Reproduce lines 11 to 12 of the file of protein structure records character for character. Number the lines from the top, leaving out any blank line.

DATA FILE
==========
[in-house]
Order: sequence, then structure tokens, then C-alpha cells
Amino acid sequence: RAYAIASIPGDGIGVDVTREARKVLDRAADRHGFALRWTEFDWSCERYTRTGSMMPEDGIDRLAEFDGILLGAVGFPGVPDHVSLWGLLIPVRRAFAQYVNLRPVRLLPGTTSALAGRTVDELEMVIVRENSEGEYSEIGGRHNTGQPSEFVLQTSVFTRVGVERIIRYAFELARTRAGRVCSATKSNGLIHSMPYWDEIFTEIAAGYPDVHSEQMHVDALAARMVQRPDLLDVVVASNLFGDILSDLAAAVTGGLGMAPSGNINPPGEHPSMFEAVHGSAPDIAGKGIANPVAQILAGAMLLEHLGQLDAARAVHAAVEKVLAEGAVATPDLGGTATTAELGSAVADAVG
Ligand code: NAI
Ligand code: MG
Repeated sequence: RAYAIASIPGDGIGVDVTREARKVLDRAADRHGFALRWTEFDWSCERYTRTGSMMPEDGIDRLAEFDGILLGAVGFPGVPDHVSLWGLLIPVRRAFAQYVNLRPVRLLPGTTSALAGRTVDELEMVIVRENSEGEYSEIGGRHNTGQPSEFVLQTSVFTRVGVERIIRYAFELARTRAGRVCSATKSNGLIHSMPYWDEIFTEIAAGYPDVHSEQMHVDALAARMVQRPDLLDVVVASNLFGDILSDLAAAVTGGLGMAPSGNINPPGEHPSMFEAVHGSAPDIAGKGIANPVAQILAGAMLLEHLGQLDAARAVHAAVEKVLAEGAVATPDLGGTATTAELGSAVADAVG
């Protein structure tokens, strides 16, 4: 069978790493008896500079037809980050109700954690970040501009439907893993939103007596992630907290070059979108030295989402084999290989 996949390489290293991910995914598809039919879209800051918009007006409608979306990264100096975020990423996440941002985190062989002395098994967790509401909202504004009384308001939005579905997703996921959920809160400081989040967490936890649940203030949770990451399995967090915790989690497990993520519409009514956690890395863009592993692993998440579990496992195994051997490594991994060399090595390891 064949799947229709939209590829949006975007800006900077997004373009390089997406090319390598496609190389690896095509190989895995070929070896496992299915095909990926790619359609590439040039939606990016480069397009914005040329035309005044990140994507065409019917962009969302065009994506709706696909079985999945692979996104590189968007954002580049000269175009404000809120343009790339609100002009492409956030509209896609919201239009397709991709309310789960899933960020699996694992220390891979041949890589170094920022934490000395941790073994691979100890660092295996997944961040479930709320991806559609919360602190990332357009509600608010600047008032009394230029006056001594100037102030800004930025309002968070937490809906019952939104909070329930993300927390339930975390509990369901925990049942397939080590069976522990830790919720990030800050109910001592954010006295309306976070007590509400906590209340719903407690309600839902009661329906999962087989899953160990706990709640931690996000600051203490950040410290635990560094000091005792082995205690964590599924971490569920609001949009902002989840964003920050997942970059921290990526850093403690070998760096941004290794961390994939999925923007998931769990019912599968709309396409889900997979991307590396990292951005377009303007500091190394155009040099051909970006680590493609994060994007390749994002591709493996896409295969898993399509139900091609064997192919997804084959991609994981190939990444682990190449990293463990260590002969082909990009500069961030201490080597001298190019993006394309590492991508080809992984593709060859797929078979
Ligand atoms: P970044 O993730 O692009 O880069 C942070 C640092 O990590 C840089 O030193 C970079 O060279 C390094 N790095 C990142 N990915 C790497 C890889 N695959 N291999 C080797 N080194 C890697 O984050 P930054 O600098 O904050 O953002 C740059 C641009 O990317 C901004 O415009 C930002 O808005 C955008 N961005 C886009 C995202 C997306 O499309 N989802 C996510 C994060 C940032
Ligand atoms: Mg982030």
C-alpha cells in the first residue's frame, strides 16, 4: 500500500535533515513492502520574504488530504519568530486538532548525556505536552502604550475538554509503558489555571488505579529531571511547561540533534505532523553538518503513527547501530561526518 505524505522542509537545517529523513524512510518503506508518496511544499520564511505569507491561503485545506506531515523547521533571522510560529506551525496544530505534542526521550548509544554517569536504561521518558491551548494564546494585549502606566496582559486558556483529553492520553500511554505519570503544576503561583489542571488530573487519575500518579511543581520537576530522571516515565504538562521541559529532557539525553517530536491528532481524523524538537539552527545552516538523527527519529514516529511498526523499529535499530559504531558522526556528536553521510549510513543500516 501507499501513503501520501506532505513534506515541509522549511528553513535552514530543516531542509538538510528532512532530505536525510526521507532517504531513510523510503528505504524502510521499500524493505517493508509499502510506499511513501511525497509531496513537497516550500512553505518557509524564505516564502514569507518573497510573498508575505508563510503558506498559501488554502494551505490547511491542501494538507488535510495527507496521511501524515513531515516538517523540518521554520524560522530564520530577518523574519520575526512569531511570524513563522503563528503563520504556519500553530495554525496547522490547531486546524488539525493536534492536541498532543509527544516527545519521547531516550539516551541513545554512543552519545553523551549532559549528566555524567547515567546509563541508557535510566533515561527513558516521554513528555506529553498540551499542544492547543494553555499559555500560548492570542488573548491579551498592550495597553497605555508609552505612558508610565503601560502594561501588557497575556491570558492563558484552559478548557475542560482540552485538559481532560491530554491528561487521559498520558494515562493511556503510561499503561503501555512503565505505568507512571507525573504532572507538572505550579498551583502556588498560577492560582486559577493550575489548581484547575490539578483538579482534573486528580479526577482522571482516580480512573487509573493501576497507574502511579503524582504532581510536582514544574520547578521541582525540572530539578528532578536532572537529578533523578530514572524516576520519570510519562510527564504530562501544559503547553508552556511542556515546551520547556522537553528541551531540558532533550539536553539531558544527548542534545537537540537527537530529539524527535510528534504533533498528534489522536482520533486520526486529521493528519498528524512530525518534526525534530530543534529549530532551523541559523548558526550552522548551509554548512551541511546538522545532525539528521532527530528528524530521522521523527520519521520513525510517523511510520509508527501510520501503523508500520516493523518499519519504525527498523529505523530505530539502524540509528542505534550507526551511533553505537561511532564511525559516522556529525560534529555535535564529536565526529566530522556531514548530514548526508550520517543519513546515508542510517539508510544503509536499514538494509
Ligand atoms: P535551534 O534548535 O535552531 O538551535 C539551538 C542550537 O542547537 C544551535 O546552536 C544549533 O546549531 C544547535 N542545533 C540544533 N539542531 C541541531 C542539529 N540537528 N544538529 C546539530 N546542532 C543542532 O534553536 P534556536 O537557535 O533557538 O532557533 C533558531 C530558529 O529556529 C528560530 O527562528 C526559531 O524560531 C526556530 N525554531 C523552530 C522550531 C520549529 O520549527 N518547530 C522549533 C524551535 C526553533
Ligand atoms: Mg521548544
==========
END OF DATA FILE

Ligand atoms: P535551534 O534548535 O535552531 O538551535 C539551538 C542550537 O542547537 C544551535 O546552536 C544549533 O546549531 C544547535 N542545533 C540544533 N539542531 C541541531 C542539529 N540537528 N544538529 C546539530 N546542532 C543542532 O534553536 P534556536 O537557535 O533557538 O532557533 C533558531 C530558529 O529556529 C528560530 O527562528 C526559531 O524560531 C526556530 N525554531 C523552530 C522550531 C520549529 O520549527 N518547530 C522549533 C524551535 C526553533
Ligand atoms: Mg521548544